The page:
Different Makes a Difference

The Odlum Brown Research Blog

U.K. Provides World Valuable Lesson in Unintended Consequences

By Murray Leith CFA, Executive Vice President & Director, Investment Research
Monday, October 03, 2022


Something big happened in the world of finance this week, yet many will not have noticed. U.K. defined benefit pension plans were on the brink of insolvency following a revolt in the market for U.K. bonds. 

At the beginning of last week, the U.K.’s equivalent of Canada’s Minister of Finance, Chancellor Kwasi Kwarteng, proposed a plan to boost the economy by cutting taxes and borrowing lots of pounds to cover the increased budget deficit that would result. Stimulating the economy fiscally via unfunded tax cuts is at odds with the Bank of England’s effort to tame inflation, which is currently running at an annual rate of close to 10%. 

The market’s reaction was harsh and sudden. U.K. bond prices cratered, producing record-breaking rises in yields on U.K. gilts, and the value of the pound got pounded, reaching a record low. 

Amidst the chaos, the Bank of England was forced to step in to calm the situation, and say that it would buy as much government debt as necessary to stabilize the bond market. They succeeded; the pound rallied off its low, and gilt yields retreated. 

Still, there are lessons to be learned from the U.K. experience. 

The first is to appreciate that the currency and bond market volatility was not merely the consequence of a misguided and counterproductive government initiative to lower taxes in an economy facing significant inflation. Rather, it was the unintended consequence of years and years of monetary mismanagement. 

Following the 2008/09 Great Financial Crisis, the world’s major central banks, including the Bank of England, manipulated interest rates to keep them ultra low, and printed lots of money, by buying government bonds in so-called quantitative easing operations. While the policies were well intentioned and designed to create jobs and stimulate economic growth, they were also recklessly pursued without regard to longer-term negative consequences. 

Inflation is the most obvious adverse ramification of excessive monetary accommodation. The other main ones are: (1) excessive risk taking and increased financial leverage, which undermine the stability of our economic foundation; (2) misallocation of resources, which undermines productivity; and (3) asset inflation that disproportionately benefits the rich, which in turn fuels inequality and social unrest.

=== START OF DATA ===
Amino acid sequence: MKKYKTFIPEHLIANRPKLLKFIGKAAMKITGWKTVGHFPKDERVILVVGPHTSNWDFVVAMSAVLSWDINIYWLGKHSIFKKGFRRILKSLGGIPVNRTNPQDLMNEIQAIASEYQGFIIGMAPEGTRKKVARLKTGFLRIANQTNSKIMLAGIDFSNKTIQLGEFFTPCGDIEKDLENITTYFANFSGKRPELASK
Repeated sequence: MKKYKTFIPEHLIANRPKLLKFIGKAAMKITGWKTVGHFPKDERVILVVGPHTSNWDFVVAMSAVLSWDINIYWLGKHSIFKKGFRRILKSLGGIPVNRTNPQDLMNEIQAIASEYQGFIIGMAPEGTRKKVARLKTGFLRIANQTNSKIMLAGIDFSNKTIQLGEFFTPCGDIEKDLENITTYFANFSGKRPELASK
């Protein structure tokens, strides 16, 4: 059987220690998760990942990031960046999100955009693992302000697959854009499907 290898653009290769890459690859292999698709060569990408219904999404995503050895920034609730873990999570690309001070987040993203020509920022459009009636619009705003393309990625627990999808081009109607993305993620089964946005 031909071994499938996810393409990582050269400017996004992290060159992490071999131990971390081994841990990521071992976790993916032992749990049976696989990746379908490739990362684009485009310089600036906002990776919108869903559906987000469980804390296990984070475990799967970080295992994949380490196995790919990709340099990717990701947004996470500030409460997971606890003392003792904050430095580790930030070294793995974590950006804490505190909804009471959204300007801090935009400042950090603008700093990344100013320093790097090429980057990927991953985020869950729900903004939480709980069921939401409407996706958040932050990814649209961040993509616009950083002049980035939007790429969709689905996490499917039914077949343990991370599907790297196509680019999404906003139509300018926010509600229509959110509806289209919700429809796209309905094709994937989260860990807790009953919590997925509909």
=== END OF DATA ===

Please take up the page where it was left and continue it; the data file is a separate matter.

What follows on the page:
U.K. defined benefit pension plans were on the precipice of demise because the managers of the funds took greater risks to meet the retirement claims of pensioners. Pension funds have long-term liabilities that are most conservatively hedged with long-term bonds. But when interest rates are kept artificially low by central banks, it gets tough to achieve return objectives with a conservative portfolio. As such, the U.K. fund managers used leverage and risky interest rate derivatives to enhance returns.

When U.K. interest rates began to rise dramatically following the tax cut announcement, the pension funds received margin calls on their risky derivative contracts. They were forced to sell bonds, and other assets, to meet the increased collateral requirements. The act of selling bonds put further upward pressure on bond yields, fueling additional margin calls in what came to be termed a “doom” loop. Fortunately, for now, the Bank of England arrested the self-fulfilling process by stepping in to buy bonds. 

In our opinion, the U.K. pension crisis was the consequence of years of overly accommodative monetary policies which encouraged excessive risk taking and increased leverage in society. 

It exposed the fragility of the financial system, and that is indeed scary. But it also provided the world’s leaders and central bankers with an important lesson in the unintended consequences of monetary mismanagement. 

We are optimistic that lessons will be learned and that policy, both fiscal and monetary, will be better.  

Subscribe to Our Research Blog

Receive new postings by email